This interview series features inspiring female entrepreneurs who have launched and run successful businesses. Through our peers’ experiences, we can learn practical lessons and insights to empower us on our entrepreneurial paths. Crucially, storytelling de-risks entrepreneurship so we believe it is an essential pillar in closing the opportunity gap for female founders.
- Finally taking the leap and committing to her new, exciting business
- The challenges of finding the right investors and working in a remote location
- Being a woman in the whisky industry
Hello Annabel! Tell us a bit about you.
I’m Annabel, I’m the CEO and Founder of Ncn’ean. I live in London with my husband and 1 year old daughter but spend every third week on the west coast of Scotland at the distillery. I studied history at university, then had a job for eight years at Bain & Company as a strategy consultant, including a year and a bit working in innovation for innocent drinks, before leaving to setup the distillery in 2013. The things I love most in the world are food and drink, sustainability and being outdoors, especially if it involves exercise.
Tell us about your business, Ncn’ean.
We are a young, independent, organic whisky distillery on the west coast of Scotland. We are focused on two things: making whisky as sustainably as possible and thinking about what is a very traditional product and industry with a new and creative approach. What that means in reality is that all our products are organic, we only use renewable energy, our waste is recycled to the farm that the distillery is on. And in making the whisky, we like to try new things – so we experiment with different yeasts, we’ve produced a Botanical Spirit based on our unaged whisky, and many more experiments to come!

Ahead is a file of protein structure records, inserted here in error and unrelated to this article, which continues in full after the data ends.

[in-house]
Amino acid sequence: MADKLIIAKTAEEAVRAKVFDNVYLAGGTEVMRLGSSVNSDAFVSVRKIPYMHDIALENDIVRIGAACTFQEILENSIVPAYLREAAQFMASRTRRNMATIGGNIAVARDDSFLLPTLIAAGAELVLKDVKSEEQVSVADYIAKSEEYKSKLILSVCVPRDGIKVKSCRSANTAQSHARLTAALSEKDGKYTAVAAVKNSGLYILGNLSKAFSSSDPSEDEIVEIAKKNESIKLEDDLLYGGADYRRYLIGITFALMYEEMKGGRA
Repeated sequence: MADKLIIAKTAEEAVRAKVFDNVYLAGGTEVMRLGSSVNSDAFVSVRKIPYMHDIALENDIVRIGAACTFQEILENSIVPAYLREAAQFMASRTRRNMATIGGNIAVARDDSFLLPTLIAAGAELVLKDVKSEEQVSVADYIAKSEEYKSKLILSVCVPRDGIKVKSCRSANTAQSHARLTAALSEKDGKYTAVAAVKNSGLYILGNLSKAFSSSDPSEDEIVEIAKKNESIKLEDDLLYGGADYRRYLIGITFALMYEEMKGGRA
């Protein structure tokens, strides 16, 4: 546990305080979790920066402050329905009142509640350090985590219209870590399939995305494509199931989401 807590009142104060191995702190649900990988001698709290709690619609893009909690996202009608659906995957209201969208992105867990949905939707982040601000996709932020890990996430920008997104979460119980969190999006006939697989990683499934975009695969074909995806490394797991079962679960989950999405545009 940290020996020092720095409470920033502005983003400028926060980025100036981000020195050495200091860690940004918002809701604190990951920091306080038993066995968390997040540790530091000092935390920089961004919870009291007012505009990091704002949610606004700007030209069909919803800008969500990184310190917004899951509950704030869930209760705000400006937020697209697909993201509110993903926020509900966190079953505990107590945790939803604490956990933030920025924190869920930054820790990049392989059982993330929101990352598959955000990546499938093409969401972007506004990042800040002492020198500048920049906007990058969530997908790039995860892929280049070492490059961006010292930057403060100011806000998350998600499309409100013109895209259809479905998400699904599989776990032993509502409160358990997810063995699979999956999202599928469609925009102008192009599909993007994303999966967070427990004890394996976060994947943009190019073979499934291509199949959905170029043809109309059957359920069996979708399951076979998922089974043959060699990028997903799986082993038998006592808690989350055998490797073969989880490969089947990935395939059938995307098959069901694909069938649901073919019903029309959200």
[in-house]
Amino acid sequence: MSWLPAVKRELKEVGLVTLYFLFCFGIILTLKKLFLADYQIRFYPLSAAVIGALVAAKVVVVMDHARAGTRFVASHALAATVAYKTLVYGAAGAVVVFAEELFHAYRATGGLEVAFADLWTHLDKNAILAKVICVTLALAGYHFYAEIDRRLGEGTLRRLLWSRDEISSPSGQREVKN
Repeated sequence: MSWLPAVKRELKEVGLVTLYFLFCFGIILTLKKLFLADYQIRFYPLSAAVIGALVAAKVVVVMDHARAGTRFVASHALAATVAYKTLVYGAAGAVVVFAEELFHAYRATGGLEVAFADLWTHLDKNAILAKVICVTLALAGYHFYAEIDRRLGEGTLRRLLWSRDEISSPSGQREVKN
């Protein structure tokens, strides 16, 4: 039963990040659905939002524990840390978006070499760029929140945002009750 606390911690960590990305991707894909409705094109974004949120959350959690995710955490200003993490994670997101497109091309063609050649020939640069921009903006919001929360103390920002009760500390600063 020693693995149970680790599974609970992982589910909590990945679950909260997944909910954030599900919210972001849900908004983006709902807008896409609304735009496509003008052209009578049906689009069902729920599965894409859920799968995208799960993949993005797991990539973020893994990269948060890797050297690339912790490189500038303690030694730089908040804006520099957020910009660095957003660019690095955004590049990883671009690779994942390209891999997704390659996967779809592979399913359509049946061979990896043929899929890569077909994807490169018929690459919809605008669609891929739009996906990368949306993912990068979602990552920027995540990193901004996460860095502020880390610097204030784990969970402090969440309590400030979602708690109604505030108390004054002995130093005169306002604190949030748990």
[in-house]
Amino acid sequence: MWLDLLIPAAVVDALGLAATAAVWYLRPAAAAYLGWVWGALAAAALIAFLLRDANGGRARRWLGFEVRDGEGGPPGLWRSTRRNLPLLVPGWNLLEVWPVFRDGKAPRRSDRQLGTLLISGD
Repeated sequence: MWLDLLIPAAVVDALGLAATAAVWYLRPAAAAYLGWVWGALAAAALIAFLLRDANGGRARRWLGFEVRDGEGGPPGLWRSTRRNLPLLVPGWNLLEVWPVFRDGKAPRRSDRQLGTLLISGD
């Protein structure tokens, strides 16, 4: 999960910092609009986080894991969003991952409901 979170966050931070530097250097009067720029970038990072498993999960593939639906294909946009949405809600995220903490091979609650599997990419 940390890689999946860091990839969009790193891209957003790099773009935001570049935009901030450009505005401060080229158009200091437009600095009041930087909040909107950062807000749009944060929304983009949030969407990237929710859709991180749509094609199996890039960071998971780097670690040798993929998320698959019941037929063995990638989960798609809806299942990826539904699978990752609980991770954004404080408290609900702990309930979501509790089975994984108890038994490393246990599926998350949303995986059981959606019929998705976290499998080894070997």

We are based in a very remote but beautiful location, which is both a positive and a challenge. I have a small team of five who work at the distillery doing everything from chipping wood for the boiler, making the whisky and showing visitors around.
We are still very early in our journey (although I’ve been working on it for six years already!): our future whisky is still maturing in our warehouses (it has to be at least 3 years old before we can release it as whisky), and will finally be released in June 2020. That almost feels like it will be the beginning of stage two of our development, when we finally release our whisky creations for the world.
What was the moment that everything changed for you? Describe that moment when you decided to fully commit to your idea and the first few steps you took to make it possible.